The Buffalo Bills and Beasley have agreed to a four-year, $29 million contract with $10.7 million guaranteed at signing and $14.4 guaranteed in total.
Beasley will receive an average salary of $7.25 million per season now, a significant pay pump from what he received in Dallas.
It won’t be until the year 2023 when Beasley is about 34-years old that he’ll become an unrestricted free agent.
The Bills’ passing offense was ranked 31st last season, and there were plenty of reasons for that – quarterback Josh Allen was a rookie, the offensive line was weak and Allen had no real receiving targets to shoot for.
Buffalo has signed five offensive lineman in the offseason and on top of Beasley have snagged two other receivers, including John Brown from the Baltimore Ravens.
Beasley will do for Buffalo what he did in Dallas, which is serve as a quick outlet for Allen, especially with Beasley’s uncanny ability to shake free of defenders and get open on third downs.
They’ve lost a terrific slot receiver, one that Prescott has used as an emergency ‘get out of being sacked’ card many a time.
But with the return to the Cowboys of future Hall-of-Fame tight end Jason Witten to the roster, the job of being the quick out for Prescott will most likely switch over to him.
To fill the hole left by Beasley’s departure, the Cowboys signed receiver Randall Cobb, formerly of the Green Bay Packers, to a one-year deal worth $5 million.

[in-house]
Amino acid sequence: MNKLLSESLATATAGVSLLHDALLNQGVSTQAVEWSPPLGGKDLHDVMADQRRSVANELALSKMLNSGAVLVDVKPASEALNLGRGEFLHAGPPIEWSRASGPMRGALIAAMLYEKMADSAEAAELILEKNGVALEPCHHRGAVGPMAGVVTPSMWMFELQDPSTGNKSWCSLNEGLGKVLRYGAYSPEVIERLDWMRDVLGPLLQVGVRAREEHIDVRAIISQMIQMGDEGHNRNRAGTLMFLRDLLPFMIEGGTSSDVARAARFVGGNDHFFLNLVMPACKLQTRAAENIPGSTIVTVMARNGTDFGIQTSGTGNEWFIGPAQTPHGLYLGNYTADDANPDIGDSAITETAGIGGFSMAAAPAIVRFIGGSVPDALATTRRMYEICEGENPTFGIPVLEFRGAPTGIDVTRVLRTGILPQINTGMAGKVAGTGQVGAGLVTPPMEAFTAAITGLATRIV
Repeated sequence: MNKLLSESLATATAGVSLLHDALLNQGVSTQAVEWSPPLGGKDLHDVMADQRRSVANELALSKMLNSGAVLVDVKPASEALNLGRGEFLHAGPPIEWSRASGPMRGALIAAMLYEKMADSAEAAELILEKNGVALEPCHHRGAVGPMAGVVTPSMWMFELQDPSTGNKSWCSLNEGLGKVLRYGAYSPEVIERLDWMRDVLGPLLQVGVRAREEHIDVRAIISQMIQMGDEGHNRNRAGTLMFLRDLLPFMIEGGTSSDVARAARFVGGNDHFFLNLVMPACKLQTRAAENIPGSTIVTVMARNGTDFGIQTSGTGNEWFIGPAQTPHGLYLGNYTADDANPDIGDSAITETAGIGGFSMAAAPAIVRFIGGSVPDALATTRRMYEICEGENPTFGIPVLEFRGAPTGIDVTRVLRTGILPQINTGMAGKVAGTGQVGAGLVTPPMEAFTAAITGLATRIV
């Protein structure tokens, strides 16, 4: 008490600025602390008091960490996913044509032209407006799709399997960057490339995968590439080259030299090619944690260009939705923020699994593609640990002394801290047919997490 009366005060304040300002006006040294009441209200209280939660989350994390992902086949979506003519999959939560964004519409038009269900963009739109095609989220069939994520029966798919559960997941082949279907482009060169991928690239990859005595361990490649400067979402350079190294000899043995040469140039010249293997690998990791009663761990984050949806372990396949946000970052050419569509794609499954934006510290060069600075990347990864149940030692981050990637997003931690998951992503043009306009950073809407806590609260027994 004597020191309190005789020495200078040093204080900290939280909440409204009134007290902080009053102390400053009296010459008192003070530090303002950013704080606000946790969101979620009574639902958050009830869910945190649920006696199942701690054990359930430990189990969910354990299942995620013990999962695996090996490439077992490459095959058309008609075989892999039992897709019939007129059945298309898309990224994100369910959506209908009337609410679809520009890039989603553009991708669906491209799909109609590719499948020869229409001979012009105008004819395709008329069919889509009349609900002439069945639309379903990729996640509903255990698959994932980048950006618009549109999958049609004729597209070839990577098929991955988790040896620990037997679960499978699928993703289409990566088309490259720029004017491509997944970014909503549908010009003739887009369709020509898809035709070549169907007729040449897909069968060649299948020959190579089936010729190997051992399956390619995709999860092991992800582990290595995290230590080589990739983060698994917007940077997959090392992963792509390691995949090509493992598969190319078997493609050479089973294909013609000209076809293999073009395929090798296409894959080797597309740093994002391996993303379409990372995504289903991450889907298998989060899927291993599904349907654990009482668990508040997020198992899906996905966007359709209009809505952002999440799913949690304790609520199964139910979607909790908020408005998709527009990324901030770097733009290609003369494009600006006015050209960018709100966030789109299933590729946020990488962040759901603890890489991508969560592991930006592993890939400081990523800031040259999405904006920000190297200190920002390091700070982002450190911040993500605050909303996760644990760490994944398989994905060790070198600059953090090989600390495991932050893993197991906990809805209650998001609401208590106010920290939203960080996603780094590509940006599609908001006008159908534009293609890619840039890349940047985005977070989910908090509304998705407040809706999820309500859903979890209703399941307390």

Beasley’s nickname Young 2% Milk came from his SMU roommate, cornerback Sterling Moore, who posted to Instagram a training drill video where Beasley ends up beating him, and in the caption he calls Beasley, “Young 2% Milk.”
As for the sauce, as Beasley would say, it’s just the sauce, man, and it’s become part of his touchdown celebration as he explains in this Tweet:
Asked Cole Beasley about his TD celebration: “Poor the sauce on my hand and put it on the shoes. Saucy feet, man.” pic.twitter.com/CxYtzVkbDj
— Jon Machota (@jonmachota) October 18, 2016
Remember, as a slot man, Beasley might not have the same level of production as his deep-threat receiver counterparts do, who tend to catch the longer balls and score more of the touchdowns.
However on the Bills next season those are Zay Jones and John Brown, who did not have amazingly productive 2018s, with Jones catching 56 balls for 652 yards and 7 touchdowns for the Bills and Brown catching 42 balls for 715 yards and 5 touchdowns for the Ravens.
Compare that to Beasley’s 2018 production, when he caught 65 passes for 672 yards and 3 touchdowns.
Beasley’s 2018 output for the Bills will depend on the chemistry he builds with Allen so keep an eye on their preseason journey to get an idea of how that is developing.
You want to measure a wide receiver, you take a look at the amount of total yards he has caught for and how many touchdowns that has led to.
There’s no telling how often he and Allen will hook up, but Beasley would have to have an above average season for the overs to pay off.
As we like to say: never bet what you can’t afford to lose and good luck – here are the current Beasley odds listed for 2019:
Caveat: Beasley must play in game one for action to commence.
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Mike Lukas is a retired standup comedian turned freelance writer now living in Dallas, Texas, originally from Cleveland, Ohio. His love for the game of football and all things Cleveland Browns turned Mike into a pro blogger years ago. Now Mike enjoys writing about all thirty-two NFL teams, hoping to help football gamblers gain a slight edge in their pursuit of the perfect wager. Email: [email protected]More info on Mike Lukas